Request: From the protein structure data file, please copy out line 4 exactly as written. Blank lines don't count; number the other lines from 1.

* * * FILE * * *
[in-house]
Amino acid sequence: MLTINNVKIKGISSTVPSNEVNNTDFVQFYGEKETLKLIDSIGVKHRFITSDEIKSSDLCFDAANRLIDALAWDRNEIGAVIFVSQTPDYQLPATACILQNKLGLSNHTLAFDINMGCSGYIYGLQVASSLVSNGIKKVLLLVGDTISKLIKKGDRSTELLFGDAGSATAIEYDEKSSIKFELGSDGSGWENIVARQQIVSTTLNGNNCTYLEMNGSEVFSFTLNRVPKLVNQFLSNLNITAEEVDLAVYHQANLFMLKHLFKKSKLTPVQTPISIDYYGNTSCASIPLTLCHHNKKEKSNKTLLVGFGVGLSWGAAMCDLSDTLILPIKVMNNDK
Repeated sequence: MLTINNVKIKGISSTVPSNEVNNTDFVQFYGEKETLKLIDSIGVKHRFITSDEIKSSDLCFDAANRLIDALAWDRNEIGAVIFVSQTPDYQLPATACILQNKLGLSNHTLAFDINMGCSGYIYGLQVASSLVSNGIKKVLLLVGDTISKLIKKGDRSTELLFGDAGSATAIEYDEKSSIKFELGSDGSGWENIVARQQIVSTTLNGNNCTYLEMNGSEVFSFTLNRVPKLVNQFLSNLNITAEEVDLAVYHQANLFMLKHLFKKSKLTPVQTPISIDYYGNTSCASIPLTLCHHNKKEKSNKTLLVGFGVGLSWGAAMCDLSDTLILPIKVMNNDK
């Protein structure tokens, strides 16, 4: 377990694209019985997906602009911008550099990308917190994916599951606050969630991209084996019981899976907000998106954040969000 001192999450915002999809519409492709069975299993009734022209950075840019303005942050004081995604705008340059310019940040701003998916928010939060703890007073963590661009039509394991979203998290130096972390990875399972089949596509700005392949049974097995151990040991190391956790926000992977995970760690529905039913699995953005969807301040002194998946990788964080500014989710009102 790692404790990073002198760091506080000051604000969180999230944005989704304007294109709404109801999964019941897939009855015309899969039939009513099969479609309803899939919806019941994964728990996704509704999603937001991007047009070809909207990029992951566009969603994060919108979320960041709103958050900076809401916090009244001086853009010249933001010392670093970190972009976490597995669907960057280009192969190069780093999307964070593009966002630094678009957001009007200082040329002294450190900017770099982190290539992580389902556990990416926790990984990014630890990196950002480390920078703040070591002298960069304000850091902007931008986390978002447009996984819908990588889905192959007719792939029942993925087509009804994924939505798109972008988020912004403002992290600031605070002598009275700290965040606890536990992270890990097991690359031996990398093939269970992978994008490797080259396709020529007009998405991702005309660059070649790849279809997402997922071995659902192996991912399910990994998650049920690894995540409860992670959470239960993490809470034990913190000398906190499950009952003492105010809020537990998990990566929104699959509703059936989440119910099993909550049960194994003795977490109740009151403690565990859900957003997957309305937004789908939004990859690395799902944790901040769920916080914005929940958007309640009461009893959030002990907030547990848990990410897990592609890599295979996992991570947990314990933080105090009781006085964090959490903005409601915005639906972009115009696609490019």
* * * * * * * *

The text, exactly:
């Protein structure tokens, strides 16, 4: 377990694209019985997906602009911008550099990308917190994916599951606050969630991209084996019981899976907000998106954040969000 001192999450915002999809519409492709069975299993009734022209950075840019303005942050004081995604705008340059310019940040701003998916928010939060703890007073963590661009039509394991979203998290130096972390990875399972089949596509700005392949049974097995151990040991190391956790926000992977995970760690529905039913699995953005969807301040002194998946990788964080500014989710009102 790692404790990073002198760091506080000051604000969180999230944005989704304007294109709404109801999964019941897939009855015309899969039939009513099969479609309803899939919806019941994964728990996704509704999603937001991007047009070809909207990029992951566009969603994060919108979320960041709103958050900076809401916090009244001086853009010249933001010392670093970190972009976490597995669907960057280009192969190069780093999307964070593009966002630094678009957001009007200082040329002294450190900017770099982190290539992580389902556990990416926790990984990014630890990196950002480390920078703040070591002298960069304000850091902007931008986390978002447009996984819908990588889905192959007719792939029942993925087509009804994924939505798109972008988020912004403002992290600031605070002598009275700290965040606890536990992270890990097991690359031996990398093939269970992978994008490797080259396709020529007009998405991702005309660059070649790849279809997402997922071995659902192996991912399910990994998650049920690894995540409860992670959470239960993490809470034990913190000398906190499950009952003492105010809020537990998990990566929104699959509703059936989440119910099993909550049960194994003795977490109740009151403690565990859900957003997957309305937004789908939004990859690395799902944790901040769920916080914005929940958007309640009461009893959030002990907030547990848990990410897990592609890599295979996992991570947990314990933080105090009781006085964090959490903005409601915005639906972009115009696609490019």